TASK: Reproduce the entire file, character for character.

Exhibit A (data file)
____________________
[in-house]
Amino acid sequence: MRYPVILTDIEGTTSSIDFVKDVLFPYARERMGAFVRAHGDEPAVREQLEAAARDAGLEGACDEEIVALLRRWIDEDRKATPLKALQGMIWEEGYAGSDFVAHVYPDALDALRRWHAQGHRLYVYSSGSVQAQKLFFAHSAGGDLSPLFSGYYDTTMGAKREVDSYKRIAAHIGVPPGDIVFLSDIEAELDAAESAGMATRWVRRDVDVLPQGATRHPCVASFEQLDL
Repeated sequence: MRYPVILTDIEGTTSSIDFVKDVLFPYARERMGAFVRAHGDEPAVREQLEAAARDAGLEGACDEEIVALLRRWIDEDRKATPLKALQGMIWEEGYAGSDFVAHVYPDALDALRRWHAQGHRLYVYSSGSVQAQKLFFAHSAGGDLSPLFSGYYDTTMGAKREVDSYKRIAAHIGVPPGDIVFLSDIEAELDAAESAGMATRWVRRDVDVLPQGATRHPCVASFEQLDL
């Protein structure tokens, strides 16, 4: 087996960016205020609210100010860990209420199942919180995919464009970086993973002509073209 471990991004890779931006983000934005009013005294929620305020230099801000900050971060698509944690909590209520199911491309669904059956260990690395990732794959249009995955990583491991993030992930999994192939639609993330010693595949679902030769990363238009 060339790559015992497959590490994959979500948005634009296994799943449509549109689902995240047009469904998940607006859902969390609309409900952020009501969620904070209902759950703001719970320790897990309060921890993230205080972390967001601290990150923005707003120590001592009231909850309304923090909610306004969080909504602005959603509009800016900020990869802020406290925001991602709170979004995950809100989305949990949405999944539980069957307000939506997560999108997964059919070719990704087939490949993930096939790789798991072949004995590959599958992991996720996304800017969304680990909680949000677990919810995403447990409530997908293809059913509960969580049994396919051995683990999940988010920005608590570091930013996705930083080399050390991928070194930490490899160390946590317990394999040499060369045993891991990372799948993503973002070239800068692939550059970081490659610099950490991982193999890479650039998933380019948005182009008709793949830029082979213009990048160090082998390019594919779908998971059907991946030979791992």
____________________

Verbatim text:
[in-house]
Amino acid sequence: MRYPVILTDIEGTTSSIDFVKDVLFPYARERMGAFVRAHGDEPAVREQLEAAARDAGLEGACDEEIVALLRRWIDEDRKATPLKALQGMIWEEGYAGSDFVAHVYPDALDALRRWHAQGHRLYVYSSGSVQAQKLFFAHSAGGDLSPLFSGYYDTTMGAKREVDSYKRIAAHIGVPPGDIVFLSDIEAELDAAESAGMATRWVRRDVDVLPQGATRHPCVASFEQLDL
Repeated sequence: MRYPVILTDIEGTTSSIDFVKDVLFPYARERMGAFVRAHGDEPAVREQLEAAARDAGLEGACDEEIVALLRRWIDEDRKATPLKALQGMIWEEGYAGSDFVAHVYPDALDALRRWHAQGHRLYVYSSGSVQAQKLFFAHSAGGDLSPLFSGYYDTTMGAKREVDSYKRIAAHIGVPPGDIVFLSDIEAELDAAESAGMATRWVRRDVDVLPQGATRHPCVASFEQLDL
């Protein structure tokens, strides 16, 4: 087996960016205020609210100010860990209420199942919180995919464009970086993973002509073209 471990991004890779931006983000934005009013005294929620305020230099801000900050971060698509944690909590209520199911491309669904059956260990690395990732794959249009995955990583491991993030992930999994192939639609993330010693595949679902030769990363238009 060339790559015992497959590490994959979500948005634009296994799943449509549109689902995240047009469904998940607006859902969390609309409900952020009501969620904070209902759950703001719970320790897990309060921890993230205080972390967001601290990150923005707003120590001592009231909850309304923090909610306004969080909504602005959603509009800016900020990869802020406290925001991602709170979004995950809100989305949990949405999944539980069957307000939506997560999108997964059919070719990704087939490949993930096939790789798991072949004995590959599958992991996720996304800017969304680990909680949000677990919810995403447990409530997908293809059913509960969580049994396919051995683990999940988010920005608590570091930013996705930083080399050390991928070194930490490899160390946590317990394999040499060369045993891991990372799948993503973002070239800068692939550059970081490659610099950490991982193999890479650039998933380019948005182009008709793949830029082979213009990048160090082998390019594919779908998971059907991946030979791992």